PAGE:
An anti-Discrimination and Human Rights Legislation Amendment (Respect at Work) Bill 2022, was introduced by the Attorney-General Mark Dreyfus in Parliament this week.
The Bill seeks to amend the Sex Discrimination Act to deliver on key recommendations called for in the Respecy@Work report.
Over the past five years, one in three people experienced sexual harassment at work, with women experiencing higher rates of harassment than men.
Aboriginal and Torres Strait Islander people, people with a disability and members of the LGBTQ+ community are also, on average, more likely to experience workplace sexual harassment.
Key legislative changes in the Bill include:
- Place a positive duty on employers to take reasonable and proportionate measures to eliminate sex discrimination, sexual harassment and victimisation, as far as possible;
- Strengthen the Australian Human Rights Commission with new functions to assess and enforce compliance with this new requirement, including the capacity to give compliance notices to employers who are not meeting their obligations;
- Expressly prohibit conduct that results in a hostile workplace environment on the basis of sex; and
- Ensure Commonwealth public sector organisations are also required to report to the Workplace Gender Equality Agency on its gender equality indicators.
Australia’s Sex Discrimination Commissioner Kate Jenkins, who led the development of the Respect@Work Inquiry and report, said that the right of workers to be free from sexual harassment is a human right, a workplace right and a safety right.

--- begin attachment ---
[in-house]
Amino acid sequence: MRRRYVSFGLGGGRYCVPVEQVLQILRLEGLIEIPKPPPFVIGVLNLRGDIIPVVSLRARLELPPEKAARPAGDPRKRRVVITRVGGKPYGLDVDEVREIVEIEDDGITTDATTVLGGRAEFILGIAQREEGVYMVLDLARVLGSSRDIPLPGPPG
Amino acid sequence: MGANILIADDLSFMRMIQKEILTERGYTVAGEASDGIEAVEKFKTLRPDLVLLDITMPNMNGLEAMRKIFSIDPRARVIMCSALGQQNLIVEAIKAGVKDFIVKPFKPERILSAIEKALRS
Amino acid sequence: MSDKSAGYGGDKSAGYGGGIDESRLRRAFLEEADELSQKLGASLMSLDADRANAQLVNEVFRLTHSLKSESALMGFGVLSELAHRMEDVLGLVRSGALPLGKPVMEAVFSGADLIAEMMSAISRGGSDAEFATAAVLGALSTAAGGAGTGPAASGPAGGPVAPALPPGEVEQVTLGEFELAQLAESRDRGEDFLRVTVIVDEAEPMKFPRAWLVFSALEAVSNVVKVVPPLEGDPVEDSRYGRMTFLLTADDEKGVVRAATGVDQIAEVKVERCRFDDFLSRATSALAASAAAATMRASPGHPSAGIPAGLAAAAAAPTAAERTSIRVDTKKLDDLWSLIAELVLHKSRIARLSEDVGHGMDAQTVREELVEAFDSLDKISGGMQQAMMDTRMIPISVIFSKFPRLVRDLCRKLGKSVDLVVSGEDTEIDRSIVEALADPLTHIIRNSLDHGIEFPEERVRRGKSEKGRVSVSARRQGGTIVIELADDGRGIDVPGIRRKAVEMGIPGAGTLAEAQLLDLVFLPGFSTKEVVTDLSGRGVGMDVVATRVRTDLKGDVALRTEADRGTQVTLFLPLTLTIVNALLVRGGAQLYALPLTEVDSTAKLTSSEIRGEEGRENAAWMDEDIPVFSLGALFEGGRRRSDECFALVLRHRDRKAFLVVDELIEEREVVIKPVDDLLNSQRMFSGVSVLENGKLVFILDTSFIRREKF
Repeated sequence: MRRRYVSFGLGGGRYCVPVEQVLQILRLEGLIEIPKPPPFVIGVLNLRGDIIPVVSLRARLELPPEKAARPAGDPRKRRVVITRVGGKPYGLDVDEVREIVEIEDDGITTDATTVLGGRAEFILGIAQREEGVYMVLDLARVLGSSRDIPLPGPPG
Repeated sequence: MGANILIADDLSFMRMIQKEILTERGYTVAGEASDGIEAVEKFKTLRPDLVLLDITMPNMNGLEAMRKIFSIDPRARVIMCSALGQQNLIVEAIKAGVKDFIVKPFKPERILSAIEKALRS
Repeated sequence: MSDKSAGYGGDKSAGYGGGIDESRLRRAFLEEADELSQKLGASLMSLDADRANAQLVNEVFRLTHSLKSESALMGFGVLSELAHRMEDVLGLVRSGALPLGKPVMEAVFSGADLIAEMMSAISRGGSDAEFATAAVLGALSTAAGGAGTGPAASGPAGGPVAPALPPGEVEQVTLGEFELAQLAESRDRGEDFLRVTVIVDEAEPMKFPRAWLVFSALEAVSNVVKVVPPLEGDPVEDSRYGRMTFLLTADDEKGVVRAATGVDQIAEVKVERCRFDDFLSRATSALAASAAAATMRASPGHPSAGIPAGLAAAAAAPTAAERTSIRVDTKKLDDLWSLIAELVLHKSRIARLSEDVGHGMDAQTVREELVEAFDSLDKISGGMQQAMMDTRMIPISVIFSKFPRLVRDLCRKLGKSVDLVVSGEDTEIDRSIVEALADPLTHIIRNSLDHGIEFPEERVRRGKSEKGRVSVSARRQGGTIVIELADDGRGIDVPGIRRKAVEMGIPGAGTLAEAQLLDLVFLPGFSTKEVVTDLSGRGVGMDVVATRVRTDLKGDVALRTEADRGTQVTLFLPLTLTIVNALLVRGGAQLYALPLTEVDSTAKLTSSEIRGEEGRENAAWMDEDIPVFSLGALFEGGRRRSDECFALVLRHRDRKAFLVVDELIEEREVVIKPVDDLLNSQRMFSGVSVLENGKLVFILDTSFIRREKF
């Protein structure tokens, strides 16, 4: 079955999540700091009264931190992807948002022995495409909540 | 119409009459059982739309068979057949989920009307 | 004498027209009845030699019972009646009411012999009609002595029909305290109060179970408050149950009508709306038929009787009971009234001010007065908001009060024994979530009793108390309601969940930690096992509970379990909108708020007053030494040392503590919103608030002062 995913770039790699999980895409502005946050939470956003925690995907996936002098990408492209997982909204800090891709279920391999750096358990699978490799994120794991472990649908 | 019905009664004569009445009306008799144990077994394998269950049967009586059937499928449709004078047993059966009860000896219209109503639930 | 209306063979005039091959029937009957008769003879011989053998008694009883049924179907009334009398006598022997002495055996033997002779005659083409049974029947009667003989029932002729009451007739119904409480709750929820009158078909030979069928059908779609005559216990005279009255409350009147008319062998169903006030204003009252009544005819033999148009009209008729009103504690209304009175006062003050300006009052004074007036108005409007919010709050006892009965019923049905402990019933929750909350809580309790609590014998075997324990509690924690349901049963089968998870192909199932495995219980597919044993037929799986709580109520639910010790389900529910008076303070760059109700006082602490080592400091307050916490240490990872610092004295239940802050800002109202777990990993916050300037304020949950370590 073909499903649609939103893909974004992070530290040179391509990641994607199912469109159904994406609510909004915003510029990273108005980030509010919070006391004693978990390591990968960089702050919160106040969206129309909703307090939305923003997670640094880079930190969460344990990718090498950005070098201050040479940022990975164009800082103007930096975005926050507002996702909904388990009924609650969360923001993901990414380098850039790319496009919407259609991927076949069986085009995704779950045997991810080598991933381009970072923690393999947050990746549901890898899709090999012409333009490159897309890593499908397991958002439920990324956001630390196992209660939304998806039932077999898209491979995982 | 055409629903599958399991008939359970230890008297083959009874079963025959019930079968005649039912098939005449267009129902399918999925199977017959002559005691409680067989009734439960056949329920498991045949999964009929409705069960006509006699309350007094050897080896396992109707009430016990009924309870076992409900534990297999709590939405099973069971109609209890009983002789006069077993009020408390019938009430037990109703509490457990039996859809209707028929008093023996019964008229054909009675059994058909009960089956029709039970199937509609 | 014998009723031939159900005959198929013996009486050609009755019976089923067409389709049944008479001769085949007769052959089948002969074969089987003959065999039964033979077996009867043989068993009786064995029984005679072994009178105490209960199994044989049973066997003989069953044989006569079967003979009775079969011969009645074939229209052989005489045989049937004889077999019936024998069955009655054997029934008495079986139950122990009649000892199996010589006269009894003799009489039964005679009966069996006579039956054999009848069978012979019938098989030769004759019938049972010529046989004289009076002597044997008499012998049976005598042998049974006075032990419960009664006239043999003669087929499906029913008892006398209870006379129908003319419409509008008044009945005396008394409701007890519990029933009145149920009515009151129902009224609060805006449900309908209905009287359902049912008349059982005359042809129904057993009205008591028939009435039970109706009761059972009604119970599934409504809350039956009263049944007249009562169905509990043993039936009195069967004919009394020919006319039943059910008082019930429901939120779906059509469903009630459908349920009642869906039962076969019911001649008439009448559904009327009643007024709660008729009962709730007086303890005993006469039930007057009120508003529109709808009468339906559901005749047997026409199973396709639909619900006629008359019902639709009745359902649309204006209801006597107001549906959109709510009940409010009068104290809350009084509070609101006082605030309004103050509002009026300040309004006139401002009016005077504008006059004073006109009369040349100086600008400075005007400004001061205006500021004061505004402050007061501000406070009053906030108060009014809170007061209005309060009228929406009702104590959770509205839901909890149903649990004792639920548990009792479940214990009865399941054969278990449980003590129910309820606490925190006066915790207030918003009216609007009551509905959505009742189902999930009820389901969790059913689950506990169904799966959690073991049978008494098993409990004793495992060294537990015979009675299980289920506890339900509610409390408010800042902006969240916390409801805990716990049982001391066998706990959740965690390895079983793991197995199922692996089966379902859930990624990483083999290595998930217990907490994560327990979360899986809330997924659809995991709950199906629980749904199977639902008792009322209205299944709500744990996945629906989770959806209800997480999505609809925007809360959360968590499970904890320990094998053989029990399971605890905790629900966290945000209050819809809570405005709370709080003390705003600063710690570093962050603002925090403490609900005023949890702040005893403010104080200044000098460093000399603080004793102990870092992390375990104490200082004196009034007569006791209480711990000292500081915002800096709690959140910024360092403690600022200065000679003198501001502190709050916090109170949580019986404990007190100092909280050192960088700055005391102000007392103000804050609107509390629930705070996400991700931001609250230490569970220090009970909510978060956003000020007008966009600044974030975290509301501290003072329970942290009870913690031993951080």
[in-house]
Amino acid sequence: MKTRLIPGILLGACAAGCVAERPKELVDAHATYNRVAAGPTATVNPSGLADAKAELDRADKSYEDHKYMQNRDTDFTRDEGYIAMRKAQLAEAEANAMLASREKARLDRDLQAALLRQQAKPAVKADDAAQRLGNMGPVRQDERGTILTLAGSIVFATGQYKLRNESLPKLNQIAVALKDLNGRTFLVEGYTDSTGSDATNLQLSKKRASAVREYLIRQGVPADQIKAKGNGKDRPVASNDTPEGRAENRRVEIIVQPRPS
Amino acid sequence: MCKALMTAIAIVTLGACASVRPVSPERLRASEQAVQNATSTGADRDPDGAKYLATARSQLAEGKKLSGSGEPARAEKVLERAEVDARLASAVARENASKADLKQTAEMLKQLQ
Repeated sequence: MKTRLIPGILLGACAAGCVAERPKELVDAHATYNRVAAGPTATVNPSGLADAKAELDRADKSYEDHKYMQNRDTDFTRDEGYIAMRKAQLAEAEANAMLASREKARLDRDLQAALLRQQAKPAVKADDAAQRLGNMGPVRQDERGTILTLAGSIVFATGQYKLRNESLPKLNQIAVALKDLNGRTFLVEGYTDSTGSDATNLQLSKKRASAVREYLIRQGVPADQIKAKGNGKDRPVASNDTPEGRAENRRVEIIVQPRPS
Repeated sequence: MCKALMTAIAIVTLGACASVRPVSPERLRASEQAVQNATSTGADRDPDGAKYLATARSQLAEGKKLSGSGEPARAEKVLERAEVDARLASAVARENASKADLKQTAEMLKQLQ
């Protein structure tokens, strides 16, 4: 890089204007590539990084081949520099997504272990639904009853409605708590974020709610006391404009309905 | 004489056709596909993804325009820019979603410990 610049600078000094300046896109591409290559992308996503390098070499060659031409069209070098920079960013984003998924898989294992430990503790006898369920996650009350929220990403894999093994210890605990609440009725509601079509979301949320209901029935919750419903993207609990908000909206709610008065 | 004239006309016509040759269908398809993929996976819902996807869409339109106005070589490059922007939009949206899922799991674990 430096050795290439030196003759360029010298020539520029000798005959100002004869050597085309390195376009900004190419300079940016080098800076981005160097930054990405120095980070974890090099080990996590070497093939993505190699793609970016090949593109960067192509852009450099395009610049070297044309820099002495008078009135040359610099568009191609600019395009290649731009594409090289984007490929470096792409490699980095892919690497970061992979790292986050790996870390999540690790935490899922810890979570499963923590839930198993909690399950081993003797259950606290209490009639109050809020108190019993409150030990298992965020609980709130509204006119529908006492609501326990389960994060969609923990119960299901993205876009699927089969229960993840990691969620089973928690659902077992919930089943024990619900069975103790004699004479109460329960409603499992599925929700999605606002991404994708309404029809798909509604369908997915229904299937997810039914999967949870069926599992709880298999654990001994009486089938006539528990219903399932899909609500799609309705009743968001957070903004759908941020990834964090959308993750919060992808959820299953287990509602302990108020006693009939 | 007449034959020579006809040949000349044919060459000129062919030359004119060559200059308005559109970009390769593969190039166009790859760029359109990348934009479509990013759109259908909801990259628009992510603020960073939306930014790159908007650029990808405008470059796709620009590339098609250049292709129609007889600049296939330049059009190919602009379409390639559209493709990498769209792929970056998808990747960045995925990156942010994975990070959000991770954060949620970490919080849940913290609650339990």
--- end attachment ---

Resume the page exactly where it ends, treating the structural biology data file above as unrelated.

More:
“This legislative reform will create a regulatory environment in Australia that is key to the realisation of that right for all Australian workers.”
Commissioner Jenkins said the centrepiece of the Bill is the introduction of a positive duty to prevent sex discrimination and sexual harassment.
“We concluded in Respect@Work that a positive duty shifts the burden from individuals making complaints to employers taking proactive and preventative action. As the positive duty is an ongoing duty, it shifts the emphasis from a complaints-based model to one where employers must continuously assess and evaluate whether they are meeting the requirements of the duty.
“These important reforms are timely and should be considered by state and territory governments to achieve greater harmonisation of sexual harassment legislation as part of any upcoming legislative reviews, consistent with our recommendation in our Respect@Work report.
“In addition to the critical focus on prevention and cultural change that will be brought about by a positive duty, increased clarity and consistency in the operation of sexual harassment laws —including across federal, state and territory anti-discrimination legislation — will help make the complaints process more accessible for individuals.”
The Government expects that the Bill will be referred to a Senate Committee for Inquiry.